Social Media Is a Weapon of War. How We Use It Is Up to Us
"'Win' the internet, [and] you can win silly feuds, elections, and deadly serious battles."
In the 24 hours that followed Donald Trump's surprise victory in the US presidential election on November 8, 2016, a data scientist monitoring global social media counted nearly eight million English-language exclamations of the word "fuck."
It’s a telling anecdote from LikeWar, the forthcoming book on the weaponization of social media by co-authors P.W. Singer and Emerson Brooking. Trump's election, they write, was indeed a "shock to the political system." But as Singer, a strategist at the Washington, DC-based think tank New America, and Brooking, a former researcher for the Council on Foreign Relations, go on to explain, Trump's unlikely rise to the White House was symptomatic of social, political, and technological trends decades in the making—trends that gave rise to the internet and social media and which, in turn, transformed the way we control, spy on, and kill each other.
"This is not a book about the Trump presidency," Singer and Brooking write, by way of introduction. "Instead, this is a book about how a new kind of communications became a new kind of war."
The broad strokes go like this: In 1968, two psychologists wrote a paper theorizing that computers could become communications devices. The US Department of Defense ran with the idea, and in 1969 the precursor of the internet as we know it today, the military-operated ARPANET, went live. The National Science Foundation took over in the 1980s before business began to dominate in the 90s, at which point, things started to grow in exponential leaps. There were 28,000 internet users in 1987, according to Singer and Brooking. Today, there are billions.
In 2001, Wikipedia launched. Mark Zuckerberg founded The Facebook in 2004, Twitter followed in 2006, and Apple introduced the internet-capable iPhone in 2007. And on May 4, 2009, in a last-ditch attempt to save his own flagging reality television show (by asking viewers to watch his appearance on Late Night with David Letterman), Donald Trump tweeted for the first time.
Two years later, "something changed," Singer and Brooking write. As Trump began tweeting more often, the content of his posts became more politicized and loose with the truth. They also gained increasingly amounts of attention, to the point Trump's social presence, which underpinned his presidential bid starting in 2015, would go on to earn him the equivalent of $5 billion in free advertising, Singer and Brooking estimate.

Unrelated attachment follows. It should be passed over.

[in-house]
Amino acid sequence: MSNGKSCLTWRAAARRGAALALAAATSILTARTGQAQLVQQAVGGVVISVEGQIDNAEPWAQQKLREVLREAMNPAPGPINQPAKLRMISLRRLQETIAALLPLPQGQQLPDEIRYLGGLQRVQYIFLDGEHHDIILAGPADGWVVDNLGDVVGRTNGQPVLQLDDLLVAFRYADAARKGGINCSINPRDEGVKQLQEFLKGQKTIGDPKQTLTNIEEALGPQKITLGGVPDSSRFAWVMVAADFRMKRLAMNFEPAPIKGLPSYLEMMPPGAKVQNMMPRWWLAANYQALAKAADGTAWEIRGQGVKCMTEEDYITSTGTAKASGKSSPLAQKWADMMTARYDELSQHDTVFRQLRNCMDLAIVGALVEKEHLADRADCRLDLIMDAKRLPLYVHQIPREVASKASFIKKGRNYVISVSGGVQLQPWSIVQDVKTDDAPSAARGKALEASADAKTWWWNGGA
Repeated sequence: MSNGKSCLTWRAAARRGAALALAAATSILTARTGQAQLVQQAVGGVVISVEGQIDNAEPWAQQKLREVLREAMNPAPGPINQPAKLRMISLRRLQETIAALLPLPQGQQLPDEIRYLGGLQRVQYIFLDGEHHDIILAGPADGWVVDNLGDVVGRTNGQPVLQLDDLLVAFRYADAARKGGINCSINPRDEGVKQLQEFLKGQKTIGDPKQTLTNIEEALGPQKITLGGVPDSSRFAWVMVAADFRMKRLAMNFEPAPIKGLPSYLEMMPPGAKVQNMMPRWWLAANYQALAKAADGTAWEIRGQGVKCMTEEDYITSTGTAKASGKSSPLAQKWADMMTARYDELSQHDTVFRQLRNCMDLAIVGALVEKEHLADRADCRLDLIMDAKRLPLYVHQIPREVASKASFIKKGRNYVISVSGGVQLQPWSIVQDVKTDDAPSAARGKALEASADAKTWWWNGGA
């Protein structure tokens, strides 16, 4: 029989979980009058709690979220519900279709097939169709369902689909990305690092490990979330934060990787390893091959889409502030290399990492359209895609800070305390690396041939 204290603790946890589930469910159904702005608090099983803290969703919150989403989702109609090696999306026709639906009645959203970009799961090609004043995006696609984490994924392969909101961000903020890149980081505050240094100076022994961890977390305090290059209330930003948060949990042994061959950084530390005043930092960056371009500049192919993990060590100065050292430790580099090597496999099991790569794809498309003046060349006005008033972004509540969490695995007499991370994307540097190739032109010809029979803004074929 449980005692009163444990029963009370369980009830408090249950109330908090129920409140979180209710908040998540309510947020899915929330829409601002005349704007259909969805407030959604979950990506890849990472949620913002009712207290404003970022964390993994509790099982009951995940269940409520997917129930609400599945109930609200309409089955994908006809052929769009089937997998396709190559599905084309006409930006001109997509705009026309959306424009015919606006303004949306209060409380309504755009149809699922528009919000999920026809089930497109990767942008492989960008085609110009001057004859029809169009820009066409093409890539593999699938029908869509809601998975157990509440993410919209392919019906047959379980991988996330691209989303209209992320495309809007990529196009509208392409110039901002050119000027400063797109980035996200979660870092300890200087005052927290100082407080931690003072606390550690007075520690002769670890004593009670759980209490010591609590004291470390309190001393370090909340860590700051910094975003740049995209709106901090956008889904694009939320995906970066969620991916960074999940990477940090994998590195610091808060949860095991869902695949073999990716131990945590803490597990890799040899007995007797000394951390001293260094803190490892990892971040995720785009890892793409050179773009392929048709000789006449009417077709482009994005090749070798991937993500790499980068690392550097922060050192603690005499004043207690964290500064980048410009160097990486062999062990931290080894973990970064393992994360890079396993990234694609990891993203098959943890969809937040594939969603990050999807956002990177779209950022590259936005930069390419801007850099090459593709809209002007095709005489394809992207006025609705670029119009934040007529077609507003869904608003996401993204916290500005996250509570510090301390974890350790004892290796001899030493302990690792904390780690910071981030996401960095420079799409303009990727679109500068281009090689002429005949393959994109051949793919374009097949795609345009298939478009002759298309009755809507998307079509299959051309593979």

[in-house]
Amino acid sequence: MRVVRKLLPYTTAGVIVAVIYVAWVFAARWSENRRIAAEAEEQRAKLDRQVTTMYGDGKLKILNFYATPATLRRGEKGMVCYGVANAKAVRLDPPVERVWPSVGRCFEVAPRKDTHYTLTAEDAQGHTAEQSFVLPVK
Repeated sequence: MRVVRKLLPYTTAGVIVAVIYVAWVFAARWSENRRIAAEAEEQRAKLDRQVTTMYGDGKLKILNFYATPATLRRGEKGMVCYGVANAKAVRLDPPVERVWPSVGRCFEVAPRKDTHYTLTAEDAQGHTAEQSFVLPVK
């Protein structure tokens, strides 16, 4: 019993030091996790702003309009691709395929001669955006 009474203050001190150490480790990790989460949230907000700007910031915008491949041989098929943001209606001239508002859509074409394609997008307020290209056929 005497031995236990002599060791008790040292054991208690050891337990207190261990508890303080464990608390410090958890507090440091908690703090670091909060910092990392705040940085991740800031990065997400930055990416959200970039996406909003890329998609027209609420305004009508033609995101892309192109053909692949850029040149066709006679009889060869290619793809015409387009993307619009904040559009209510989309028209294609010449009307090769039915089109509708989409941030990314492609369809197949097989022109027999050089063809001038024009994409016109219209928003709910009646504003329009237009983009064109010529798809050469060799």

Trump had the help, furthermore, of click farms in the Philippines, purveyors of entirely made-up "fake news" in America, the now-defunct data-mining firm Cambridge Analytica, and internet-savvy Russian agents posing as American voters on Facebook and Twitter, as well as online trolls who gathered on 4chan and r/the_donald. Trump has kept up his tweeting as president, using social media to mobilize a small yet fiercely loyal base. His posts, in turn, continue to upend US alliances and political norms, amplify white nationalist conspiracy theories, and intimidate the press, and have even alluded to the nuclear annihilation of North Korea.
Trump’s digital strategy, Singer and Brooking argue, is not unlike militant groups and street gangs that leverage the viral web to tell a compelling story about policy, religious dogma, or their own perceived fearsomeness, all in an engaging voice, while repeatedly targeting exactly the right audience to trigger a dopamine response or sheer terror, both online and IRL.
"To 'win' the internet, one must learn how to fuse these elements of narrative, authenticity, community, and inundation," Singer and Brooking write. "And if you can 'win' the internet, you can win silly feuds, elections, and deadly serious battles."
Trump lies at the heart of LikeWar, but that wasn't always the plan. Singer told me he and Brooking began brainstorming the book in 2014 when Islamic State forces captured the Iraqi city of Mosul. "It created this moment of not just disruption for war and politics, but confusion," Singer said. "Who was this group and how did they just pull off what had seemed the impossible, beating a military much larger than them, trained and armed by the most powerful nation in the world?"
"What stood out was the social media element," Singer continued. "A major part of how ISIS had risen and then triumphed was by using the very same tactics that celebrities, marketers, and teens were using in their own online battles."
Trump's election, in other words, "basically validated the track we were on," Singer added, "but then scared us into going even bigger."
LikeWar is an engaging and startling work. To the extent social media is now so deeply ingrained in our everyday lives, the book illustrates how it would seem the likes of Twitter and Facebook are unlikely to become any less weaponized. "Politics has taken on elements of information warfare," the authors write, "while violent conflict is increasingly influenced by the tug-of-war for online opinion."
"What we click on, what we 'like' helps give attention to one side or another," Singer added. "As we've seen in everything from elections to wars, attention can yield power."
There is a light of cautious optimism at the end of the tunnel, if we want it. In this way, LikeWar spotlights a number of lesser-known individuals whose efforts in the battle for truth are deserving of attention, from internet journalists who use social media to track war crimes to a Muslim-American woman who uses the same platforms as ISIS, only to recruit online volunteers to fight against extremism.
"Like any technology, social media can be used for both good and evil," Singer said. "That was one of the more rewarding parts of the project, profiling the people who are fighting the good fights."